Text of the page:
New 2021 BMW i4 M50 prototype driven

New electric BMW i4 will rival Tesla Model 3 and claims official range of 367 miles

  • eDrive40 variant capable of 367-mile range
  • Sport, M Sport and standalone M50 trim levels available
  • i4 line-up starts from £51,095

The BMW i4 has been officially unveiled. The new electric four-door coupe is the fourth pure-electric model in the brand’s line-up after the i3, iX3 and iX, and is similar in size to the BMW 3 Series, but with sleeker styling.

BMW’s electric saloon will launch in two versions: an eDrive40 and a flagship i4 M50 performance model. It’ll be on sale in the UK shortly, with prices starting from £51,905. Given its saloon layout and electric powertrain, the 2021 BMW i4 will be a direct rival for the Tesla Model 3 and Polestar 2.

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We’ve already driven a prototype of the new i4 to see how it's shaping up, and our first impressions were very positive. Read on for our prototype review and everything we know about the i4 so far.

2021 BMW i4: powertrain, charging and performance

The i4 features the fifth-generation of BMW’s eDrive electric motor technology and an 81kW (usable capacity) battery across the line-up. The rear-wheel drive eDrive40 is the entry point to the range, and is powered by a single motor mounted on the rear axle. This setup produces 335bhp, which gives the base model rapid performance; sprinting from 0-62mph in 5.7 seconds with a top speed of 118mph.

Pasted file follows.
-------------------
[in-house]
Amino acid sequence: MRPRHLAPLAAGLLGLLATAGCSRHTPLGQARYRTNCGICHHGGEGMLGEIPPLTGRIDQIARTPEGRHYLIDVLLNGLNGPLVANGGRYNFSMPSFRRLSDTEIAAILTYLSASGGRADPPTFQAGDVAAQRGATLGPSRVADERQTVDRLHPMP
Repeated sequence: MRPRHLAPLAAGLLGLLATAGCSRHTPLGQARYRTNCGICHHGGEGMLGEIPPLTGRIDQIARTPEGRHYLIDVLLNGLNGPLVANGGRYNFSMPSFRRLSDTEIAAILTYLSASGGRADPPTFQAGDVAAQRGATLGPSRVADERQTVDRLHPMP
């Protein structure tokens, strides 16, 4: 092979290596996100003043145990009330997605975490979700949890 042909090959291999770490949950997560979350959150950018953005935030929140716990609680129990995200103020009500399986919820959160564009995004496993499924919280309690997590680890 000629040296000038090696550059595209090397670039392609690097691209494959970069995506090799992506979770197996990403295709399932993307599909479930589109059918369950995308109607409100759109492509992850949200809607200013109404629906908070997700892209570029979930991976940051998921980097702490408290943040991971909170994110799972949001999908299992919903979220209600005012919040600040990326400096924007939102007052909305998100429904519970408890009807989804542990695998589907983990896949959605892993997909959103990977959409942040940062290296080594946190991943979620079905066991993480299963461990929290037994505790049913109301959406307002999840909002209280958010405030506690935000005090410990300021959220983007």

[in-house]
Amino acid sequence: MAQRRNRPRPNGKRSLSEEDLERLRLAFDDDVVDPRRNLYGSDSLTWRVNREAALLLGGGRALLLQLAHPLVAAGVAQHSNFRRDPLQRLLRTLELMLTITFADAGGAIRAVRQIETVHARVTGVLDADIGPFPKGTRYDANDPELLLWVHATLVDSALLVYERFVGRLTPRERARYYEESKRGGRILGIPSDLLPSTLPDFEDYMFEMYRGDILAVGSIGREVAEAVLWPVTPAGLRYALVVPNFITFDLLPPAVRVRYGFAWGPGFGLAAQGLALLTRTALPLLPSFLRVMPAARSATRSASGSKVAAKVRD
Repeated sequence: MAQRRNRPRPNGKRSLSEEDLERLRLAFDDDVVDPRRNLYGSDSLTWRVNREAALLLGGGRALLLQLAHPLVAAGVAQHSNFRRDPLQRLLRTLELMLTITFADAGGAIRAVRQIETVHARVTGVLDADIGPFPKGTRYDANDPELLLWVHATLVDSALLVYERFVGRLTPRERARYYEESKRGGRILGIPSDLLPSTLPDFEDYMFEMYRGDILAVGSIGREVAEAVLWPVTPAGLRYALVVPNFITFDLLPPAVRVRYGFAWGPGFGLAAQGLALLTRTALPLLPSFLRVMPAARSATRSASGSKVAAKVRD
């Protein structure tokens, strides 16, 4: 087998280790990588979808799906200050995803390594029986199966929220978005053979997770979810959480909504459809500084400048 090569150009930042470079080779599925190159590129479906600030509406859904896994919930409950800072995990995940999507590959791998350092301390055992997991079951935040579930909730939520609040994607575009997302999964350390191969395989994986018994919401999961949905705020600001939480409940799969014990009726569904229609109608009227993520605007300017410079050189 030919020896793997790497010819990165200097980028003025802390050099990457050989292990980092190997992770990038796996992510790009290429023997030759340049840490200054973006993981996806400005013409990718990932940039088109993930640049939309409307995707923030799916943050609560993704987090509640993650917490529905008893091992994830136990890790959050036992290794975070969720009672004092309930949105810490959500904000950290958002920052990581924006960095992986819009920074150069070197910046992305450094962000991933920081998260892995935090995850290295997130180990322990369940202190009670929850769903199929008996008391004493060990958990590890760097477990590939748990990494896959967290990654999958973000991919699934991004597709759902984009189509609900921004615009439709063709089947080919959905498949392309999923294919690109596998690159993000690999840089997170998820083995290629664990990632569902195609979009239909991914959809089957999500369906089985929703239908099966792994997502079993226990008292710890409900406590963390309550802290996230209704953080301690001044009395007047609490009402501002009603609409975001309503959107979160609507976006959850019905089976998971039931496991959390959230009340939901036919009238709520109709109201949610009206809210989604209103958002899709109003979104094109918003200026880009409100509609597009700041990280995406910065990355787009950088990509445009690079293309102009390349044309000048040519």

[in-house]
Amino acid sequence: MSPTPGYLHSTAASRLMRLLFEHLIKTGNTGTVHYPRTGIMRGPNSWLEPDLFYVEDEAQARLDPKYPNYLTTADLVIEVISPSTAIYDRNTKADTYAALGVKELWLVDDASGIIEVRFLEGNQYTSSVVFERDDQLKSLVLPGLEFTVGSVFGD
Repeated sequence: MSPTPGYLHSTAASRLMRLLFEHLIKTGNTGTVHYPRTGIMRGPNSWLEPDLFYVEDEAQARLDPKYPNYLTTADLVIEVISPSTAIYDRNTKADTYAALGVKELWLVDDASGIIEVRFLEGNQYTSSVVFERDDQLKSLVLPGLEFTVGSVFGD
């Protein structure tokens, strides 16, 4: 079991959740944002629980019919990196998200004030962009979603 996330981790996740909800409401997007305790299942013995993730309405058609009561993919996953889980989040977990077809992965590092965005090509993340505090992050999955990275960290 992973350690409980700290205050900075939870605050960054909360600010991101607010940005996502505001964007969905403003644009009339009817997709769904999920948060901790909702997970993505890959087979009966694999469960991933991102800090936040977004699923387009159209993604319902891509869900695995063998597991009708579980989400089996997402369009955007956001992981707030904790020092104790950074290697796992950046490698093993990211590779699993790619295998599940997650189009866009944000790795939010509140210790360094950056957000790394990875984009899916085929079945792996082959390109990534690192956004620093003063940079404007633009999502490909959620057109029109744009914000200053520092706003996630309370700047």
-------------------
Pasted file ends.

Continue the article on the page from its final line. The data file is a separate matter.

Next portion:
Claimed range for the eDrive40 is an impressive 367 miles, a figure that puts the i4 into direct competition with the Tesla Model 3 Long Range, which is capable of up to 360 miles at the time of writing.

Above this the more powerful M50, which gets a dual motor powertrain, with one motor mounted on each of the front and rear axles, for all-wheel drive. Total power is increased to 537bhp, meaning the M50 manages 0-62mph in 3.9 seconds and a top speed of 140mph. Due to the power hike and the added weight of the second motor, claimed range is pegged back to 316 miles.